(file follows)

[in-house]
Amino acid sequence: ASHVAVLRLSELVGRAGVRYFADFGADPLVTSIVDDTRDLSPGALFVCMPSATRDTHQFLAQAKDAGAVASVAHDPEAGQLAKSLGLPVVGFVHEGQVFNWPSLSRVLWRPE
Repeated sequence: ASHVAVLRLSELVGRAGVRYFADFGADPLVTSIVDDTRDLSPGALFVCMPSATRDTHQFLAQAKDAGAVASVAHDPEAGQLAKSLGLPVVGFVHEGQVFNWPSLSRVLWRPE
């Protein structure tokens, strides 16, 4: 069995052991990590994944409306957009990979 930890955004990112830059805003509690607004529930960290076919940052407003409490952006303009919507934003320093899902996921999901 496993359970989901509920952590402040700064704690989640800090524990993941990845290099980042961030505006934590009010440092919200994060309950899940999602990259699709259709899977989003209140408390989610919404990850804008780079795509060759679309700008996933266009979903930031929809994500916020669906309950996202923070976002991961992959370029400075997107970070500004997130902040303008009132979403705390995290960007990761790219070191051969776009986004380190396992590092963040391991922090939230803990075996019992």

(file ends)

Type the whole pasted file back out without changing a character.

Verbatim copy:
[in-house]
Amino acid sequence: ASHVAVLRLSELVGRAGVRYFADFGADPLVTSIVDDTRDLSPGALFVCMPSATRDTHQFLAQAKDAGAVASVAHDPEAGQLAKSLGLPVVGFVHEGQVFNWPSLSRVLWRPE
Repeated sequence: ASHVAVLRLSELVGRAGVRYFADFGADPLVTSIVDDTRDLSPGALFVCMPSATRDTHQFLAQAKDAGAVASVAHDPEAGQLAKSLGLPVVGFVHEGQVFNWPSLSRVLWRPE
């Protein structure tokens, strides 16, 4: 069995052991990590994944409306957009990979 930890955004990112830059805003509690607004529930960290076919940052407003409490952006303009919507934003320093899902996921999901 496993359970989901509920952590402040700064704690989640800090524990993941990845290099980042961030505006934590009010440092919200994060309950899940999602990259699709259709899977989003209140408390989610919404990850804008780079795509060759679309700008996933266009979903930031929809994500916020669906309950996202923070976002991961992959370029400075997107970070500004997130902040303008009132979403705390995290960007990761790219070191051969776009986004380190396992590092963040391991922090939230803990075996019992």